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I had something similar happen when I applied a 25hz filter to my 2 rear subs in a 4 sub setup. I suspect it has to do with a phase relationship from the combination of the chosen slope and frequency of the filter. Bottom line for me was the "interference dip" was minimized by experimenting with both those parameters. In my case a 48dB slope (can't remember LR or BW) worked best. I'm sure somebody can explain the science and math behind this but I really can't. I just know what worked out for me.


My setup uses 4 identical subs near the room corners. Front pair each have dedicated 20A circuits and the 2 rear subs are forced to share a common 15A line that also powers the rest of the room so I am more or less forced to reduce the power hungry lowest frequencies to that pair unless I want to blow a breaker every night :(
Thank you, that makes sense because I reversed te sub phase. I will test different slopes tomorrow.

UPDATE:
@dryeye, tried any possible XO combination. Dip won't go away :(
 

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Have you tried changing the delay of the sub in your AVR? That's about all I can think of to fix the dip.
 

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Have you tried changing the delay of the sub in your AVR? That's about all I can think of to fix the dip.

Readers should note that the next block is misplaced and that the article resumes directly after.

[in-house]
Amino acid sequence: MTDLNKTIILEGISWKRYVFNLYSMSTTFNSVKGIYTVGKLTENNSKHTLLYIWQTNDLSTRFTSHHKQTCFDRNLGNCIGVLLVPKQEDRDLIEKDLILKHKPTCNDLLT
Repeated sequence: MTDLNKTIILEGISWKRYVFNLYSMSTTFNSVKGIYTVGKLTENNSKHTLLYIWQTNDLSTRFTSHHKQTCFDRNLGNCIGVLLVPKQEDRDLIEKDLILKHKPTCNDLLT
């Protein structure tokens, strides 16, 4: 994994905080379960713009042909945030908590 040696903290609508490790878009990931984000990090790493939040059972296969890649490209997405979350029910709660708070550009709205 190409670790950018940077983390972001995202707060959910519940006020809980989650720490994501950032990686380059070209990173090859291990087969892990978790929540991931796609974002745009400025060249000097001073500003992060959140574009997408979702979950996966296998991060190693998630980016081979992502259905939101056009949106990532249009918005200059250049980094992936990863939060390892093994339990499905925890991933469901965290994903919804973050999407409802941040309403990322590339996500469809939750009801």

delays are already set for mains and center. If I change delay to fix minidsp crossover I get many other dips back.
 

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delays are already set for mains and center. If I change delay to fix minidsp crossover I get many other dips back.
He is talking about the “sub distance tweak”. Delays for the mains in the AVR are set by room correction and should not be altered. What room correction doesn’t do is align the combined sub signal with the mains. A symptom of this misalignment is unevenness in the response in the neighborhood of the crossover. The typical approach to fix this is the “sub distance tweak”, in which the combined sub distance in the AVR (or in the MiniDSP) is adjusted up or down in small increments (1 ft at a time), while re-measuring subs+mains after each adjustment. This tweak can dramatically affect, or improve, the flatness of the response around the crossover. You have nothing to lose by trying this fix. Make sure you apply any distance tweak to all subs by the same amount.